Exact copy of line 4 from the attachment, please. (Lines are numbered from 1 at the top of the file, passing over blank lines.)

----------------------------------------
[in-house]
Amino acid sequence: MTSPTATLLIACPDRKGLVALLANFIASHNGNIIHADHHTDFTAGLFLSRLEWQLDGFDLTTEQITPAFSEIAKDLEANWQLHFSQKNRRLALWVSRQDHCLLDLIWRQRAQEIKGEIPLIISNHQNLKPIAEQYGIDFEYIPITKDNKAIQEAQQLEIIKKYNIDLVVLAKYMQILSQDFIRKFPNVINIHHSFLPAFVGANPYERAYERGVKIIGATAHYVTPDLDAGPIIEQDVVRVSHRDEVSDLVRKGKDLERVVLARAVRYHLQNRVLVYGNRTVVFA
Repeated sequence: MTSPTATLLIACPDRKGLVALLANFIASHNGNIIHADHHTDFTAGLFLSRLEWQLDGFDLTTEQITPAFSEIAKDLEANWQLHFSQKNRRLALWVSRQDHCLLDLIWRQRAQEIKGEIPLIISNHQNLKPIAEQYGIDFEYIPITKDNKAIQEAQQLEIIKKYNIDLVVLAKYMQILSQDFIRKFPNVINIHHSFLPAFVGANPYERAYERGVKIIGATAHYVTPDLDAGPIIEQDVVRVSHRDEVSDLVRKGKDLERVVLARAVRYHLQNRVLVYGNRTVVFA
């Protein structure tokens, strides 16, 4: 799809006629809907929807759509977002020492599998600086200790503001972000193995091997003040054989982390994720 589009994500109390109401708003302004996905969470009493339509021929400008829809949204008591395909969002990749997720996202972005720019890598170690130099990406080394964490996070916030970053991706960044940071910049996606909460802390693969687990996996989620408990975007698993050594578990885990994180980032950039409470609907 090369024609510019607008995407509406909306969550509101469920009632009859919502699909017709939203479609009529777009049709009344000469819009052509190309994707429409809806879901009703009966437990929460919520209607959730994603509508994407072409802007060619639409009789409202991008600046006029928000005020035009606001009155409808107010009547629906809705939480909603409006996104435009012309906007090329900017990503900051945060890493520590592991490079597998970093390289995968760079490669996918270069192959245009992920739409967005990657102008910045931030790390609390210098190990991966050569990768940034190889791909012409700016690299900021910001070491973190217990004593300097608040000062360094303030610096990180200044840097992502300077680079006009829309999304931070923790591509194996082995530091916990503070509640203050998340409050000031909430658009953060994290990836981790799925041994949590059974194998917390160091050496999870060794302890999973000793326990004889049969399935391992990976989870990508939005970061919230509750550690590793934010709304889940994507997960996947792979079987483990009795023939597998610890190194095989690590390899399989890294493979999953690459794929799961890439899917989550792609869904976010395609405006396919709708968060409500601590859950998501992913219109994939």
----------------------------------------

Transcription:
């Protein structure tokens, strides 16, 4: 799809006629809907929807759509977002020492599998600086200790503001972000193995091997003040054989982390994720 589009994500109390109401708003302004996905969470009493339509021929400008829809949204008591395909969002990749997720996202972005720019890598170690130099990406080394964490996070916030970053991706960044940071910049996606909460802390693969687990996996989620408990975007698993050594578990885990994180980032950039409470609907 090369024609510019607008995407509406909306969550509101469920009632009859919502699909017709939203479609009529777009049709009344000469819009052509190309994707429409809806879901009703009966437990929460919520209607959730994603509508994407072409802007060619639409009789409202991008600046006029928000005020035009606001009155409808107010009547629906809705939480909603409006996104435009012309906007090329900017990503900051945060890493520590592991490079597998970093390289995968760079490669996918270069192959245009992920739409967005990657102008910045931030790390609390210098190990991966050569990768940034190889791909012409700016690299900021910001070491973190217990004593300097608040000062360094303030610096990180200044840097992502300077680079006009829309999304931070923790591509194996082995530091916990503070509640203050998340409050000031909430658009953060994290990836981790799925041994949590059974194998917390160091050496999870060794302890999973000793326990004889049969399935391992990976989870990508939005970061919230509750550690590793934010709304889940994507997960996947792979079987483990009795023939597998610890190194095989690590390899399989890294493979999953690459794929799961890439899917989550792609869904976010395609405006396919709708968060409500601590859950998501992913219109994939």